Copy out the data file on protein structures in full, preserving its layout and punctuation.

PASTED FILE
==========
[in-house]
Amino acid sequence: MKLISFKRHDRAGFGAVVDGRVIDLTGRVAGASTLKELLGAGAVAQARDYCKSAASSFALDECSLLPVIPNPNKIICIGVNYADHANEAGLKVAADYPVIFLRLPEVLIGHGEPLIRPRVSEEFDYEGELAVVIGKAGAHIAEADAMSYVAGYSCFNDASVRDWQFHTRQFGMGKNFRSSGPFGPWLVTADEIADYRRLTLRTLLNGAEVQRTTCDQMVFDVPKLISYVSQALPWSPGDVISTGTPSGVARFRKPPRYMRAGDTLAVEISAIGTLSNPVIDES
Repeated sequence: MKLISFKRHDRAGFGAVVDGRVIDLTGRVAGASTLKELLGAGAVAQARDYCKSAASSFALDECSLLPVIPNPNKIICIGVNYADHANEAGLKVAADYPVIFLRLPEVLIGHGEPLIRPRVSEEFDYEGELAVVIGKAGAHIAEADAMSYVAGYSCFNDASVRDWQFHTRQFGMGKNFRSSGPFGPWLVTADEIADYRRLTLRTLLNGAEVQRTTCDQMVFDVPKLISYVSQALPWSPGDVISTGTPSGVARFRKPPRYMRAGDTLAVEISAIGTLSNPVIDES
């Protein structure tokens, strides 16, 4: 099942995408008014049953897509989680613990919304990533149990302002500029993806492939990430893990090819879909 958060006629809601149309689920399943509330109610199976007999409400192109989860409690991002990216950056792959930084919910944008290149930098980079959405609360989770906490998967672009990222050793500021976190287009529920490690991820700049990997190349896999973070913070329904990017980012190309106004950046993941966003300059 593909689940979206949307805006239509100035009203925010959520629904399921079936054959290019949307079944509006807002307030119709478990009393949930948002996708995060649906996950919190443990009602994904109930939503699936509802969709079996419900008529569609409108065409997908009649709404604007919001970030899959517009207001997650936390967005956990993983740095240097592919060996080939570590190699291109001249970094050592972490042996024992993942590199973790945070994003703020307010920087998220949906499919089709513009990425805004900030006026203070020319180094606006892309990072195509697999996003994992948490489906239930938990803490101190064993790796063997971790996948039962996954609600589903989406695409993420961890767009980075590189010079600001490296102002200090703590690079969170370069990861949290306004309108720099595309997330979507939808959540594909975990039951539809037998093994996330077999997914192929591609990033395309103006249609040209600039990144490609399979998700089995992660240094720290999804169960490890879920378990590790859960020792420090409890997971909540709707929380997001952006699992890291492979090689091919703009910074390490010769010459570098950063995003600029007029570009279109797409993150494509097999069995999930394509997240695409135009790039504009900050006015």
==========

[in-house]
Amino acid sequence: MKLISFKRHDRAGFGAVVDGRVIDLTGRVAGASTLKELLGAGAVAQARDYCKSAASSFALDECSLLPVIPNPNKIICIGVNYADHANEAGLKVAADYPVIFLRLPEVLIGHGEPLIRPRVSEEFDYEGELAVVIGKAGAHIAEADAMSYVAGYSCFNDASVRDWQFHTRQFGMGKNFRSSGPFGPWLVTADEIADYRRLTLRTLLNGAEVQRTTCDQMVFDVPKLISYVSQALPWSPGDVISTGTPSGVARFRKPPRYMRAGDTLAVEISAIGTLSNPVIDES
Repeated sequence: MKLISFKRHDRAGFGAVVDGRVIDLTGRVAGASTLKELLGAGAVAQARDYCKSAASSFALDECSLLPVIPNPNKIICIGVNYADHANEAGLKVAADYPVIFLRLPEVLIGHGEPLIRPRVSEEFDYEGELAVVIGKAGAHIAEADAMSYVAGYSCFNDASVRDWQFHTRQFGMGKNFRSSGPFGPWLVTADEIADYRRLTLRTLLNGAEVQRTTCDQMVFDVPKLISYVSQALPWSPGDVISTGTPSGVARFRKPPRYMRAGDTLAVEISAIGTLSNPVIDES
């Protein structure tokens, strides 16, 4: 099942995408008014049953897509989680613990919304990533149990302002500029993806492939990430893990090819879909 958060006629809601149309689920399943509330109610199976007999409400192109989860409690991002990216950056792959930084919910944008290149930098980079959405609360989770906490998967672009990222050793500021976190287009529920490690991820700049990997190349896999973070913070329904990017980012190309106004950046993941966003300059 593909689940979206949307805006239509100035009203925010959520629904399921079936054959290019949307079944509006807002307030119709478990009393949930948002996708995060649906996950919190443990009602994904109930939503699936509802969709079996419900008529569609409108065409997908009649709404604007919001970030899959517009207001997650936390967005956990993983740095240097592919060996080939570590190699291109001249970094050592972490042996024992993942590199973790945070994003703020307010920087998220949906499919089709513009990425805004900030006026203070020319180094606006892309990072195509697999996003994992948490489906239930938990803490101190064993790796063997971790996948039962996954609600589903989406695409993420961890767009980075590189010079600001490296102002200090703590690079969170370069990861949290306004309108720099595309997330979507939808959540594909975990039951539809037998093994996330077999997914192929591609990033395309103006249609040209600039990144490609399979998700089995992660240094720290999804169960490890879920378990590790859960020792420090409890997971909540709707929380997001952006699992890291492979090689091919703009910074390490010769010459570098950063995003600029007029570009279109797409993150494509097999069995999930394509997240695409135009790039504009900050006015």